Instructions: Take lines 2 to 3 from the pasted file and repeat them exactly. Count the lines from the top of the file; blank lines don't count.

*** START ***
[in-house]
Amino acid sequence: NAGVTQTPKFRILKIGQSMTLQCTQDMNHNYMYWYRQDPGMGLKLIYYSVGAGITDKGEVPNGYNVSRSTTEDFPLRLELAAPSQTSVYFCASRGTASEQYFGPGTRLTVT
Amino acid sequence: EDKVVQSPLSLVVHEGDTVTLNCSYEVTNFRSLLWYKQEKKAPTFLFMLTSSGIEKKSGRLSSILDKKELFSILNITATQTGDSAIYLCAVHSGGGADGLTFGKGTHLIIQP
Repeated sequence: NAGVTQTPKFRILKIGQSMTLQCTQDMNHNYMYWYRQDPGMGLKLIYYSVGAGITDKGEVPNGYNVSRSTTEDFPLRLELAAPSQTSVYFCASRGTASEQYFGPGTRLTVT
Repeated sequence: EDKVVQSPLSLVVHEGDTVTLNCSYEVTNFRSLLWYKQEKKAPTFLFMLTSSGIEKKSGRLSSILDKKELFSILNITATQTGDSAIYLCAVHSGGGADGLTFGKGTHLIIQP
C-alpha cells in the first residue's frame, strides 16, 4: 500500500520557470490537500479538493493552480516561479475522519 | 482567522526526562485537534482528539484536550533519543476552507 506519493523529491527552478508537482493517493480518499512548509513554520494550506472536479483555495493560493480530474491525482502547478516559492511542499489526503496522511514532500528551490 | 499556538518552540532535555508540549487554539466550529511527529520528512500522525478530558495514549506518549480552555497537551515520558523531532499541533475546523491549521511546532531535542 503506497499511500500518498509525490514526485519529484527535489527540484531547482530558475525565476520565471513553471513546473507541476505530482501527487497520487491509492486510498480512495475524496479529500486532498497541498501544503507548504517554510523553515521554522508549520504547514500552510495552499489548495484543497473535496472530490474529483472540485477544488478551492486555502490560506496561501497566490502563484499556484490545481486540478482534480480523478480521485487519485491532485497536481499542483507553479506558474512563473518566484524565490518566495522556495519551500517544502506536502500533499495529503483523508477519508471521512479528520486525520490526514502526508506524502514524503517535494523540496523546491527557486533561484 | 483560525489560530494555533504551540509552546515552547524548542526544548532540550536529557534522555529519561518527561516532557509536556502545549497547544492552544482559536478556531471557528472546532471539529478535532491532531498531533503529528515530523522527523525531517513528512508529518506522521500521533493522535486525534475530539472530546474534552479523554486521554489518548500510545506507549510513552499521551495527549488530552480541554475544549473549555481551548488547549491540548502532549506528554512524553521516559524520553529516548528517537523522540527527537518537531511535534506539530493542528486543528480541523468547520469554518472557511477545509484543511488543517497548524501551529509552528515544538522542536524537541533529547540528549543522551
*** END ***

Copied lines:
Amino acid sequence: NAGVTQTPKFRILKIGQSMTLQCTQDMNHNYMYWYRQDPGMGLKLIYYSVGAGITDKGEVPNGYNVSRSTTEDFPLRLELAAPSQTSVYFCASRGTASEQYFGPGTRLTVT
Amino acid sequence: EDKVVQSPLSLVVHEGDTVTLNCSYEVTNFRSLLWYKQEKKAPTFLFMLTSSGIEKKSGRLSSILDKKELFSILNITATQTGDSAIYLCAVHSGGGADGLTFGKGTHLIIQP